Johnson is not a framer of arguments. He coins some memorable and provocative phrases, but looking back over the last few years since the referendum, where is his coherent case for leaving with or without a deal? He says Brexit will happen on 31 October, but an assertion is not the same as an explanation. His populist juxtaposition of “parliament versus the people” could be potent, but it is about process, not an accessible account of why Brexit will take the UK to the promised land. The most effective leaders constantly explain their actions, whether it is Thatcher citing her father or Blair explaining that he is opposed to Brexit because the options are either
“painful or pointless”.

Being a political teacher is not an bonus for a leader but an essential qualification – as is an ability to keep a party united. Wilson, Callaghan and Cameron were good at this, leading divided governments – or in Cameron’s case one that spanned two parties.

When parties start to split formally or suffer significant defections they cannot win power. Callaghan’s achievement in this respect was immense. Deeply flawed in some areas, not least in failing to recognise the sea change occurring around him until it was too late, he kept his party together. Although profoundly split and facing economic turmoil, not a single cabinet minister resigned under Callaghan over a policy issue. Cameron has a lot to answer for but there were no cabinet resignations during the coalition years except over personal matters. Already, in what should be his political honeymoon, Johnson has lost Amber Rudd and his brother Jo from the government, while Sam Gmiyah and Philip Lee have defected to the Liberal Democrats. When Ken Clarke or Philip Hammond appear on television they are described as “Independent”, a label that almost defies belief. Johnson has turned Hammond into an insurrectionary.

Another key test of leadership is depth and range. Sadly, the deeper prime ministers are not necessarily vote winners. Edward Heath and Gordon Brown ranged widely in the intensity of their interests and approach to policymaking. Both had tempestuous premierships. Yet with great focus Heath negotiated membership of the common market, a goal even Harold Macmillan failed to achieve, while Brown responded heroically to the nerve-shredding financial crash in 2008. In his recent memoir Cameron suggests Johnson backed Brexit in order to further his own career. Johnson was not a true believer. The likes of Heath and Brown would never have been so frivolous at such moments of historic significance.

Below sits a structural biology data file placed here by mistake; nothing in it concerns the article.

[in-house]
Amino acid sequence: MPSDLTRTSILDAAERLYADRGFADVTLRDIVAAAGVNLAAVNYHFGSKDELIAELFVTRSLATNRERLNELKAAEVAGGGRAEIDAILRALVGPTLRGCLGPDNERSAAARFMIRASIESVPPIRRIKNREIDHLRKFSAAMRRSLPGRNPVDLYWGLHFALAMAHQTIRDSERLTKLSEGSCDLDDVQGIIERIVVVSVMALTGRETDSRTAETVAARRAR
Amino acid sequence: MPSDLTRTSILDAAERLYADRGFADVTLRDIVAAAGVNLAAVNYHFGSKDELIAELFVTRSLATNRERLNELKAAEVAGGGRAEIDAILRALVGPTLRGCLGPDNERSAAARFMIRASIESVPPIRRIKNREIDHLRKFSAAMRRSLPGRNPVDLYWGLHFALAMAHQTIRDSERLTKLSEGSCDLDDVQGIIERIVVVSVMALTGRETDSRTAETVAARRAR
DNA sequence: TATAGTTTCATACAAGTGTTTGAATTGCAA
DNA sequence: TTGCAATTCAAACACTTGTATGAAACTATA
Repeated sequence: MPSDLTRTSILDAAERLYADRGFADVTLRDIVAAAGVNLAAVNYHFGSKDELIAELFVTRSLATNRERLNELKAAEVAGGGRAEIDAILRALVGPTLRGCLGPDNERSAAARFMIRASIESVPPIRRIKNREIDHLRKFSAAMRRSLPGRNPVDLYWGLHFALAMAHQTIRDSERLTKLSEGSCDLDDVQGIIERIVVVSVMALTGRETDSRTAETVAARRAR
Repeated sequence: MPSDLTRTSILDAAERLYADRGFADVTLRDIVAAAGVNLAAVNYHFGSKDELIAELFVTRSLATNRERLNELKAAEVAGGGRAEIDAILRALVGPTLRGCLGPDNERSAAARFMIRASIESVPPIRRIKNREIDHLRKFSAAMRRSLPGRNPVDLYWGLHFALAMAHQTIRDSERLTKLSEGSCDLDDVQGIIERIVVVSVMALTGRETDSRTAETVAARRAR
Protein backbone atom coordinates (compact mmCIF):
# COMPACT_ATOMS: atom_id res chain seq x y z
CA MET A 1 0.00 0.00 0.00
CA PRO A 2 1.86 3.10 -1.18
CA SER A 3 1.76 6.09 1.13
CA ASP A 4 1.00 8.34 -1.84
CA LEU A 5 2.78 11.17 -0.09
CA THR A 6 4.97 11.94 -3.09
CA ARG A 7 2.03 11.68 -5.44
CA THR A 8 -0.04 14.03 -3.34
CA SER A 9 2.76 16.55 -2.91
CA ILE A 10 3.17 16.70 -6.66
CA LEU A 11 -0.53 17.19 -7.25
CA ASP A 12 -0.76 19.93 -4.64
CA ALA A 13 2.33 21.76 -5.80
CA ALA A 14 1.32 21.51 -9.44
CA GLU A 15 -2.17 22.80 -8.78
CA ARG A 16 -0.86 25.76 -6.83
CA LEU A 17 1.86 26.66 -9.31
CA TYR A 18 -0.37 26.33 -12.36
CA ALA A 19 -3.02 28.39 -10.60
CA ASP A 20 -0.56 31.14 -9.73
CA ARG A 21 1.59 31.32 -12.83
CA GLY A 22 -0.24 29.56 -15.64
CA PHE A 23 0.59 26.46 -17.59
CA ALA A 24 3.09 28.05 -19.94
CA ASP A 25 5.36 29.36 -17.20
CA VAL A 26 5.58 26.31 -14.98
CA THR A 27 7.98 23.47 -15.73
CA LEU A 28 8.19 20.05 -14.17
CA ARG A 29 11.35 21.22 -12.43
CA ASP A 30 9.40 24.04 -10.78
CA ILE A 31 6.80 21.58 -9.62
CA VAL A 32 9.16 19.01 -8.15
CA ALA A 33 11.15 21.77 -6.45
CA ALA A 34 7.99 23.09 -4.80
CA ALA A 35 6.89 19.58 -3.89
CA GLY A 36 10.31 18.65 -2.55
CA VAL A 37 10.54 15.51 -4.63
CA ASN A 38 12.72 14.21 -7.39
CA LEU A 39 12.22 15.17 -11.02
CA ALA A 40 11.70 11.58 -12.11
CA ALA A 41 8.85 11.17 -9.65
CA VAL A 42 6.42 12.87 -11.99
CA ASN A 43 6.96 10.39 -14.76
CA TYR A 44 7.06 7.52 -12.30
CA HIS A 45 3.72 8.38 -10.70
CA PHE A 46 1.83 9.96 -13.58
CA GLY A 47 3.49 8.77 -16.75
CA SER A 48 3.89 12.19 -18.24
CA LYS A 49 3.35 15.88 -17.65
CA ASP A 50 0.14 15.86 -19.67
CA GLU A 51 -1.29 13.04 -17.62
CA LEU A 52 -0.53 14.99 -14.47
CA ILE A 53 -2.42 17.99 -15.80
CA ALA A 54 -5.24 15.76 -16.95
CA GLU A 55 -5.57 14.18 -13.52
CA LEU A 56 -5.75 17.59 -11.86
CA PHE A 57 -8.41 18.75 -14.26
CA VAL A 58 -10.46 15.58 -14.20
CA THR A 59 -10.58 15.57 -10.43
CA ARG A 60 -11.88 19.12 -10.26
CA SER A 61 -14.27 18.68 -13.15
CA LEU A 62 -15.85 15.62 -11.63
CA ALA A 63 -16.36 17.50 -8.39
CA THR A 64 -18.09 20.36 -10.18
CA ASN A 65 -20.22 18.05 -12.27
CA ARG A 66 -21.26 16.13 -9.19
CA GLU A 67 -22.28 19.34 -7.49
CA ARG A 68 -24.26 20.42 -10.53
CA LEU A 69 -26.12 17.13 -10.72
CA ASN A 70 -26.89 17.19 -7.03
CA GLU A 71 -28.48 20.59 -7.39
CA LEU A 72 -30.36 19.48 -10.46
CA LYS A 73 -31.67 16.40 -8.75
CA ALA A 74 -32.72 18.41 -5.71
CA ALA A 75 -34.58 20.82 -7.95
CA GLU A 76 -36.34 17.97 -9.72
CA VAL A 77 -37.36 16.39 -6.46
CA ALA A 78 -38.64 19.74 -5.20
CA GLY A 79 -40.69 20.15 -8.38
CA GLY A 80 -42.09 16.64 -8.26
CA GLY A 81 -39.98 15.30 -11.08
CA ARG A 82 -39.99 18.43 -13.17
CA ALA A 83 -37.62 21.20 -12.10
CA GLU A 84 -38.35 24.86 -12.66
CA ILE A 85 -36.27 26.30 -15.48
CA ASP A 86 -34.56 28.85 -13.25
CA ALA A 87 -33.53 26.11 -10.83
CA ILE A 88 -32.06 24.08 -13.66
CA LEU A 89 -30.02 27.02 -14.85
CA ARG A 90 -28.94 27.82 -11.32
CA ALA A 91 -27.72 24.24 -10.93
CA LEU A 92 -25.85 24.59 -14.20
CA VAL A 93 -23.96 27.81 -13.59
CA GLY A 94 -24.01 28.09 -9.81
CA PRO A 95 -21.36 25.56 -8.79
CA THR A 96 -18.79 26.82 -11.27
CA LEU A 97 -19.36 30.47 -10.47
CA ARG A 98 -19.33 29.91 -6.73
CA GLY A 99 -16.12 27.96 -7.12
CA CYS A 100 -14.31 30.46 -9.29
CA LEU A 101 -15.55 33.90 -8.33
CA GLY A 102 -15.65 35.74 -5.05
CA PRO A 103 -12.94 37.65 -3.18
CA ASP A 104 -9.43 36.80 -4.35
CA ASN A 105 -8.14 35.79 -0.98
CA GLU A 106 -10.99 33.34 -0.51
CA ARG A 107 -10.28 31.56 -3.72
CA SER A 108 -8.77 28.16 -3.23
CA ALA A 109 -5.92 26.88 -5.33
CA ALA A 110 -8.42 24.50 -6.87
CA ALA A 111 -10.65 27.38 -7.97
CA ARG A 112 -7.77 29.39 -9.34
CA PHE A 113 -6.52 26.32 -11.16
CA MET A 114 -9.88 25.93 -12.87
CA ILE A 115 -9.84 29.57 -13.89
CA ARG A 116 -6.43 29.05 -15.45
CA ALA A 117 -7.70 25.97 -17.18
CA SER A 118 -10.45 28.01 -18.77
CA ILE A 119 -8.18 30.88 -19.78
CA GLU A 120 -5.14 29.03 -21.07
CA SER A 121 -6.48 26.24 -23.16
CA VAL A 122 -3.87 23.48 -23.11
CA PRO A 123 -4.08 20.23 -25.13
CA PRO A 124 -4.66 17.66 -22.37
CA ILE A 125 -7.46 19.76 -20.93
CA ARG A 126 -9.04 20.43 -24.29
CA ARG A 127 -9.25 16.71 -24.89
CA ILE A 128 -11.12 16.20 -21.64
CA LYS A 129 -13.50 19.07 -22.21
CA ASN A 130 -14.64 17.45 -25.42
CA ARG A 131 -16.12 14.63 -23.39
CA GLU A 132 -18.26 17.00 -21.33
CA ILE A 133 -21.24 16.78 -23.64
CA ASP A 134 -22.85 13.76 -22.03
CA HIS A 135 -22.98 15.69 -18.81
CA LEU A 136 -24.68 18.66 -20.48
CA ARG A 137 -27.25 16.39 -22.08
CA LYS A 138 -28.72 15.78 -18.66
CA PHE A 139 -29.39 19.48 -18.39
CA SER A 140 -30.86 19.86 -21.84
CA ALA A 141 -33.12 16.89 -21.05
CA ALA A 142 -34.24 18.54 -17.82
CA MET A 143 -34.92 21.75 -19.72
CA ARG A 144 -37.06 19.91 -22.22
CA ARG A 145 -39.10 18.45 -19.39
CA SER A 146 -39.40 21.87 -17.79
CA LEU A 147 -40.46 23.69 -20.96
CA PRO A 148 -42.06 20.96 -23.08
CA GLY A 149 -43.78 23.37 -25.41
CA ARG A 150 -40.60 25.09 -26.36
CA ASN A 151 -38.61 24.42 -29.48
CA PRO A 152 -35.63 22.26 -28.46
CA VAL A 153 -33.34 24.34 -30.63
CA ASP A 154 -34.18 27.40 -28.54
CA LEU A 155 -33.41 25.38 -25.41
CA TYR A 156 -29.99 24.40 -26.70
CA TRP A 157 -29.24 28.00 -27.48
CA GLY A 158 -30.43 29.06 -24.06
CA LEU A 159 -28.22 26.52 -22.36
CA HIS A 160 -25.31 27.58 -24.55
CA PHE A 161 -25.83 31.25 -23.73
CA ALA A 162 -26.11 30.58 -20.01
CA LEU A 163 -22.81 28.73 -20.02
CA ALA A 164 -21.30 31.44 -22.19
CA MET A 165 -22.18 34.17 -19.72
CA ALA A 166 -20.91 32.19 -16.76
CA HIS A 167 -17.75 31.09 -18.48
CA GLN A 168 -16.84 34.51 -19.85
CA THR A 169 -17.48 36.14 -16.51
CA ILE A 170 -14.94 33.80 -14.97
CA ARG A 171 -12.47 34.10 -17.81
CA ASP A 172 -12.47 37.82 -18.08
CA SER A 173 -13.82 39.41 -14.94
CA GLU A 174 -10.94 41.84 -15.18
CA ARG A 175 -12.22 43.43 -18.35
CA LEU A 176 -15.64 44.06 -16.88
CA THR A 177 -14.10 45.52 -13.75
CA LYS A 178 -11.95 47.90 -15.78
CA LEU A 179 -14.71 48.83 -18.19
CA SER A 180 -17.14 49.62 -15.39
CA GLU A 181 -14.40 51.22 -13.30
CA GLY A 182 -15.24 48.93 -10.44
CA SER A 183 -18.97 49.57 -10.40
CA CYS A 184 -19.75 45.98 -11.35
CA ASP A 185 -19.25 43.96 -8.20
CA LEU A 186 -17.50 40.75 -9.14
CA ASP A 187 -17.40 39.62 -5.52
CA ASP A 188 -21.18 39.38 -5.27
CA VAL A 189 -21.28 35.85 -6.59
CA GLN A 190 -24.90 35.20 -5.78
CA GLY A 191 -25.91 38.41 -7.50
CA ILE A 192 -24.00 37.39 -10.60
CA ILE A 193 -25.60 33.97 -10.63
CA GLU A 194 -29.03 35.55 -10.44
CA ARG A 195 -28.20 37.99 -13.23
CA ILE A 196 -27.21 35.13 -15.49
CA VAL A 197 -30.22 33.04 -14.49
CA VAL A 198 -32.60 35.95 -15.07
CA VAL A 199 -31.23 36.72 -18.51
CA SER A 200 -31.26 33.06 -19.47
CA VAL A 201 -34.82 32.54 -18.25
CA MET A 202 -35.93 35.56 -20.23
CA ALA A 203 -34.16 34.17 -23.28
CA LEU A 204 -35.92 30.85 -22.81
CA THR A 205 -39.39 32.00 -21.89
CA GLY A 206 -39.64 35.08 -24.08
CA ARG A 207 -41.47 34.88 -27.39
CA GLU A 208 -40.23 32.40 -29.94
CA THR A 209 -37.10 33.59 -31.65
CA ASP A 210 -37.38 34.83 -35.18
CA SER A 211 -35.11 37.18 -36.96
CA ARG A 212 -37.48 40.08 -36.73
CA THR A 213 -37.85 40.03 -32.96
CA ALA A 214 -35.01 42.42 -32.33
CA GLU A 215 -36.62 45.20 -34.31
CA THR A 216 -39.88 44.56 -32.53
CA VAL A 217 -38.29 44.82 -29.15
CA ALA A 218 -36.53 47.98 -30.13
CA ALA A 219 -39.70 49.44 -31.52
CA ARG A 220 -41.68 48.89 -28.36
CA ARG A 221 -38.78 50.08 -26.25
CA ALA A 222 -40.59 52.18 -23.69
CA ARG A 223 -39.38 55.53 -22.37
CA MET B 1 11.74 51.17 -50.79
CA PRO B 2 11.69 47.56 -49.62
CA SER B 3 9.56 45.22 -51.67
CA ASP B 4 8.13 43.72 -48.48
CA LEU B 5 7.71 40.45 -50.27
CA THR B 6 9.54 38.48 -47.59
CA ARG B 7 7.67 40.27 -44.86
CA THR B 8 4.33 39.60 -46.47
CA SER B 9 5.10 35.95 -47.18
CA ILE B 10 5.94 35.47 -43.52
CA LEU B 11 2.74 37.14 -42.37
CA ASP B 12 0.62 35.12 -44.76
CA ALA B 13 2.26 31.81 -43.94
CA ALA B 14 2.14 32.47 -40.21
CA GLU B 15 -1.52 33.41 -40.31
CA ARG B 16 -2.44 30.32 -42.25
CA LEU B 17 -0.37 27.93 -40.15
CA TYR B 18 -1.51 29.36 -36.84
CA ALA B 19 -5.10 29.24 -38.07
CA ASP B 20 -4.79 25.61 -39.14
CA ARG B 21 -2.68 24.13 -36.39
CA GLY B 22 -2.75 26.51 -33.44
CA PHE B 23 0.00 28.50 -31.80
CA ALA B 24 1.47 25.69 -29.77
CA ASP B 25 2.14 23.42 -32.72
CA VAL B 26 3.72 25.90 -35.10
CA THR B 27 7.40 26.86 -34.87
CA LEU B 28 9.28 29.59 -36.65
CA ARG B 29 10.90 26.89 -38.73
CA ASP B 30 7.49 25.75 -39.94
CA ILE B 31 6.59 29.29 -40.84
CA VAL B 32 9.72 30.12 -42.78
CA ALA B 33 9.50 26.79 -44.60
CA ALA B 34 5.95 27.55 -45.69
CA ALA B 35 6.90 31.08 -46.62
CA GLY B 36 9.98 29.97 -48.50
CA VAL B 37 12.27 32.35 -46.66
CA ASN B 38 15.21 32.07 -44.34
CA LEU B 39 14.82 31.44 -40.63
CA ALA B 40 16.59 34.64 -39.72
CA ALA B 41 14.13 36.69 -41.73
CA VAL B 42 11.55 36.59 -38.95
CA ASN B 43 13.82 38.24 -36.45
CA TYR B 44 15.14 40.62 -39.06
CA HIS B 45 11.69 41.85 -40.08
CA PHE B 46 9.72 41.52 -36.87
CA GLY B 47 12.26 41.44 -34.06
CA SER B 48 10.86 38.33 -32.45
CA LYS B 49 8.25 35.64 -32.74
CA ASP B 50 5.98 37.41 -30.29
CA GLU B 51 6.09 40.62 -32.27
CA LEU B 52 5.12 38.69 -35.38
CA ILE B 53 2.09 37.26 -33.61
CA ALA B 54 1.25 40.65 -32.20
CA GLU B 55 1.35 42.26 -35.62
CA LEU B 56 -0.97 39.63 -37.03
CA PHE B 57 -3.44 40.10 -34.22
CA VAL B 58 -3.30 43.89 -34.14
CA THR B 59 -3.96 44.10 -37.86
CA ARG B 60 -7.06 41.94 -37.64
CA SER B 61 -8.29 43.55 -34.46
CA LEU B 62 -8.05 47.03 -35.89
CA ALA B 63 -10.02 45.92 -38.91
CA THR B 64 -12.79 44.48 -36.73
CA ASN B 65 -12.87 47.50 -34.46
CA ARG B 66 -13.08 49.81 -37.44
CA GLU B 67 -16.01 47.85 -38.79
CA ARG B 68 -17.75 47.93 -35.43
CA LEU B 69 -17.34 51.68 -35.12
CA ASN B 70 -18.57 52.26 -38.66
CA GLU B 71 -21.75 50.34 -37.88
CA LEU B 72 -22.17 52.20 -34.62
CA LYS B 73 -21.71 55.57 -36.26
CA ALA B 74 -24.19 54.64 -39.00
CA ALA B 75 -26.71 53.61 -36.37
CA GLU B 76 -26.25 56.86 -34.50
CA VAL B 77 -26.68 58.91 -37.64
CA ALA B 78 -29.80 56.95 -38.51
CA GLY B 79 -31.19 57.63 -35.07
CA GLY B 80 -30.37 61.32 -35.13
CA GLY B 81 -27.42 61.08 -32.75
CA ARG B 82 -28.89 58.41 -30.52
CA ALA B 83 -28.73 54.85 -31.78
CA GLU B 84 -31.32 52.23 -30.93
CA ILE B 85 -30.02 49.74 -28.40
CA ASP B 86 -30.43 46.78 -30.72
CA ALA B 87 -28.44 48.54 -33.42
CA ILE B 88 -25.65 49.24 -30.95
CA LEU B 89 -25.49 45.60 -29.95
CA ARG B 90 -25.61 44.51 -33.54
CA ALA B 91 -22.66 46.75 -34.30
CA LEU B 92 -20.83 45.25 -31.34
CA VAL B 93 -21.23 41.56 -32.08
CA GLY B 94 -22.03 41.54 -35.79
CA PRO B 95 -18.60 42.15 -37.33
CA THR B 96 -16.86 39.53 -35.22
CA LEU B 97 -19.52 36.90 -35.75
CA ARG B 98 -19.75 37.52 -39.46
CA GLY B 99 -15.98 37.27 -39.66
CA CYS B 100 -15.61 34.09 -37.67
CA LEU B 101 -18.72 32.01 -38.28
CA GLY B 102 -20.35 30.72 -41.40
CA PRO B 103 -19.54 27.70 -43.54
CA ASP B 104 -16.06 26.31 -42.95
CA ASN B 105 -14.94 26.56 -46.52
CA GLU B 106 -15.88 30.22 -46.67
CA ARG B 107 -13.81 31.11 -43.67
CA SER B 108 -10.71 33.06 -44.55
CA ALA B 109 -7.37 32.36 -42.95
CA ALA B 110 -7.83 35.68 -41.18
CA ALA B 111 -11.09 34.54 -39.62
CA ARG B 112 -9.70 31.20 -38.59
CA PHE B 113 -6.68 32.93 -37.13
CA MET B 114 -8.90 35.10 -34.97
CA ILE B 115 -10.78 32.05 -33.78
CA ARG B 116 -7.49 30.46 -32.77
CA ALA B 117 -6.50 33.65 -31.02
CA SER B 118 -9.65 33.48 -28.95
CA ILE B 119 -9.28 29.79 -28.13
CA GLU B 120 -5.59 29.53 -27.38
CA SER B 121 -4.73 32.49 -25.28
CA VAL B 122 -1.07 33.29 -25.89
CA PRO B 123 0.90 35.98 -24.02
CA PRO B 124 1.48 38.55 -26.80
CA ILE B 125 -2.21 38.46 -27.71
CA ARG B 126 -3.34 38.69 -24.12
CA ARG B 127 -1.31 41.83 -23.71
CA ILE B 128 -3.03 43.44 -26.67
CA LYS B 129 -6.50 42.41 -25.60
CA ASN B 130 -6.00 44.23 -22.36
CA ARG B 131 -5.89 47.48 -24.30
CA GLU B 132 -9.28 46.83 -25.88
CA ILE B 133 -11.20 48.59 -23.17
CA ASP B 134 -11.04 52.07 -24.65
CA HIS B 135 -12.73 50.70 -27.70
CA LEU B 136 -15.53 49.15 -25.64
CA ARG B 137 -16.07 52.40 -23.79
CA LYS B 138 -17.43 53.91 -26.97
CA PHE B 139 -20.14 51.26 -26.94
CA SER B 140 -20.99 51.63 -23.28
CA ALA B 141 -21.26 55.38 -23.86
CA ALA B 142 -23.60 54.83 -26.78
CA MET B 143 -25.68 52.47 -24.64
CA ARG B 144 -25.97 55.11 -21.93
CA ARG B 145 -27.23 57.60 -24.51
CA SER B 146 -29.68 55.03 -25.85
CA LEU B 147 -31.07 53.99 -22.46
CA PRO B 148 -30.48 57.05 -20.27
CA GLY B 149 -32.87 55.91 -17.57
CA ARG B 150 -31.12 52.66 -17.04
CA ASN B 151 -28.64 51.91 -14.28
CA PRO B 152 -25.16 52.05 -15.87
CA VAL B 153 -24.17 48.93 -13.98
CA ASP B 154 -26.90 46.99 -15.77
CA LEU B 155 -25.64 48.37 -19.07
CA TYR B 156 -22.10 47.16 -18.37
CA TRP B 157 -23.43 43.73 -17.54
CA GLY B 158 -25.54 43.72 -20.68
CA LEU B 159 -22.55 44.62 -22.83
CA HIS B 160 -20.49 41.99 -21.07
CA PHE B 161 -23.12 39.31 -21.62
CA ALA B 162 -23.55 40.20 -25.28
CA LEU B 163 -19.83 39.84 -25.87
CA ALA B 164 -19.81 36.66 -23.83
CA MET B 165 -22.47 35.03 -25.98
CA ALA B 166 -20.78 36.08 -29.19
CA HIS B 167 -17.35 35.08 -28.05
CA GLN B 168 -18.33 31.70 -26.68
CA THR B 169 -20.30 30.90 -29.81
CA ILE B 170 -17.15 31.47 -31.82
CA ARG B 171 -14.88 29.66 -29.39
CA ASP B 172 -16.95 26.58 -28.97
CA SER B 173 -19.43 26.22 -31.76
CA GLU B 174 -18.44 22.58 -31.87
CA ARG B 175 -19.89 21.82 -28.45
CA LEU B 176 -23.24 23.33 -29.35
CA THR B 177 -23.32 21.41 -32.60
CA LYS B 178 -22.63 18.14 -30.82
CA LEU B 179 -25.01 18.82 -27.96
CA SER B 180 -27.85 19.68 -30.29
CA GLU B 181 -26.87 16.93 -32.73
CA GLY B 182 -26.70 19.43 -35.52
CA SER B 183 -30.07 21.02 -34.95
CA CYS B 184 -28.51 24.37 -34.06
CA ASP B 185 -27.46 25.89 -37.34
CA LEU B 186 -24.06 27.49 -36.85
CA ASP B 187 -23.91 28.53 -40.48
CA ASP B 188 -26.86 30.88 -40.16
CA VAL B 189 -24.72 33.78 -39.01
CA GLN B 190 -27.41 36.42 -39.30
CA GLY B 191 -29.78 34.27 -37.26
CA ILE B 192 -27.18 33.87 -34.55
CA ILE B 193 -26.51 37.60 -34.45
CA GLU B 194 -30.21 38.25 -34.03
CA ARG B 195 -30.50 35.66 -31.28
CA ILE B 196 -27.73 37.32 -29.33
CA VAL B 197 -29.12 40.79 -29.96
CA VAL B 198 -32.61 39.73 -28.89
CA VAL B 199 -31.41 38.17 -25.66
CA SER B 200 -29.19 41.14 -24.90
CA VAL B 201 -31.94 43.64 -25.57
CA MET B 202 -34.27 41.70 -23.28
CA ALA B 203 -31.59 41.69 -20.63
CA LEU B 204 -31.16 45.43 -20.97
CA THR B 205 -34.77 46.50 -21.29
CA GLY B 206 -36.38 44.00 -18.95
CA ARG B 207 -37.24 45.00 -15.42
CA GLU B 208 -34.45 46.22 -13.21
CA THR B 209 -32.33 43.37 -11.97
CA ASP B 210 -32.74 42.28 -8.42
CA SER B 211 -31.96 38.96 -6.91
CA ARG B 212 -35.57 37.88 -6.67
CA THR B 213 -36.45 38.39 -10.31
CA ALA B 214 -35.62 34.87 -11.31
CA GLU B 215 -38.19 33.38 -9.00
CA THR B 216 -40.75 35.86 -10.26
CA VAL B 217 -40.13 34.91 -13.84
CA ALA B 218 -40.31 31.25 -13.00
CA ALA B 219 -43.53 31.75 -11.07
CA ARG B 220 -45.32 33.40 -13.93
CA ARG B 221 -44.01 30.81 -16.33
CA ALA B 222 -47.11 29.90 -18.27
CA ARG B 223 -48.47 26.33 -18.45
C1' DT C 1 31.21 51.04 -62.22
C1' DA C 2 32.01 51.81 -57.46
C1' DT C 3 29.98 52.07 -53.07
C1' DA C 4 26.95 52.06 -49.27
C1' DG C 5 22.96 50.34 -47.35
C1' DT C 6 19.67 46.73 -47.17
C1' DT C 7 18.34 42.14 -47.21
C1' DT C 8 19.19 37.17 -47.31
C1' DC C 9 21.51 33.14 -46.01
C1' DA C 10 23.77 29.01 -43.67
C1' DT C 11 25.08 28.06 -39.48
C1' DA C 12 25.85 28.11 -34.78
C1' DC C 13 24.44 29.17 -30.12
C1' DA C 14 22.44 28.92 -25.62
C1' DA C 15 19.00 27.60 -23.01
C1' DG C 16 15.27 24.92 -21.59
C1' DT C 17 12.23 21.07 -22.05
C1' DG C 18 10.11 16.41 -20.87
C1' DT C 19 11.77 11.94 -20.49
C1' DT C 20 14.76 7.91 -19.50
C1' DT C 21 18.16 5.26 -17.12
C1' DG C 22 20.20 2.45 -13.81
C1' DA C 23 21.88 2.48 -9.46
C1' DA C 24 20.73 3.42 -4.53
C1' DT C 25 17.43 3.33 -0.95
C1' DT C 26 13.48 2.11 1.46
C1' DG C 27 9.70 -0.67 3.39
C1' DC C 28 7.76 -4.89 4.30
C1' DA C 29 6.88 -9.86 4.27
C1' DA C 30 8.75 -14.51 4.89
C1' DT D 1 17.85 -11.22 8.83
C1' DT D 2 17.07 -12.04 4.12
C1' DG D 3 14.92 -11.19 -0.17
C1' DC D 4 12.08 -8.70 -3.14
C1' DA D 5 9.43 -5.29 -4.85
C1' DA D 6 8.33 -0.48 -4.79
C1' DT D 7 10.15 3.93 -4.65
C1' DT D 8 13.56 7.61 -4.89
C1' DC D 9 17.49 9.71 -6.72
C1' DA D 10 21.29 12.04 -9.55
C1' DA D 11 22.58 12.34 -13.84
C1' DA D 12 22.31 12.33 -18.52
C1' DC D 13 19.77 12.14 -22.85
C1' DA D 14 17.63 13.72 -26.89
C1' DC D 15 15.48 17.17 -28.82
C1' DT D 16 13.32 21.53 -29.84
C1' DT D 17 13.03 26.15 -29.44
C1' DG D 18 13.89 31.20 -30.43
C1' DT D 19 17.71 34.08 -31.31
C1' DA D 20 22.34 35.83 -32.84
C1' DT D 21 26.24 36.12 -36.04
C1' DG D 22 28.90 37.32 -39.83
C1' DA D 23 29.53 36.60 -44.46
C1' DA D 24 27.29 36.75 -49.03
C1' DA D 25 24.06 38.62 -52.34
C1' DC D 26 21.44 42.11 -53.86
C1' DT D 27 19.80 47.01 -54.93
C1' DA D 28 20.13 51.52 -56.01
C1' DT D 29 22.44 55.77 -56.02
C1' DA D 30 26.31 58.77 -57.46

Brinkmanship: Harold Wilson led a minority government after the election of February 1974, before winning a majority of three later that year. Credit: Evening Standard/Hulton Archive/Getty

Based on the prime ministers of the last four decades, the qualifications for leadership include a capacity to read the crowded political stage, a talent for being a political teacher, an ability to keep a party together, a forensic awareness of when and when not to call an election, and a skill for linking ideological verve to detailed policy implementation. No prime minister has possessed all these qualifications. On the basis of his leadership so far Johnson does not possess any of them and has shown no great interest in the art of leadership.

His newspaper columns are illuminating in this respect. Most columnists constantly analyse leaders and speculate about the strategic moves they should make. Johnson rarely did so, which is probably why he was so well paid and popular. Instead he entertained readers with his polemical assertions and his PG Wodehouse style. Even his biography of Winston Churchill is less an analysis of leadership and more an account of an unstoppable man of destiny. It showed little fascination for the dilemmas of power.

That Boris Johnson is unique compared with recent prime ministers does not necessarily mean he will fail. The past is an unreliable guide, even if it is the only guide we have. But if he survives as prime minister for very long it will be a vivid sign that the UK has entered a wholly new era, one in which leadership is closer to a form of willpower, and a fanatical determination to prevail over democratic constraints becomes the only essential qualification. l

Steve Richards’s latest book “The Prime Ministers: Reflections on Leadership From Wilson to May” is published by Atlantic

This article appears in the 27 September 2019 issue of the New Statesman, The great disgrace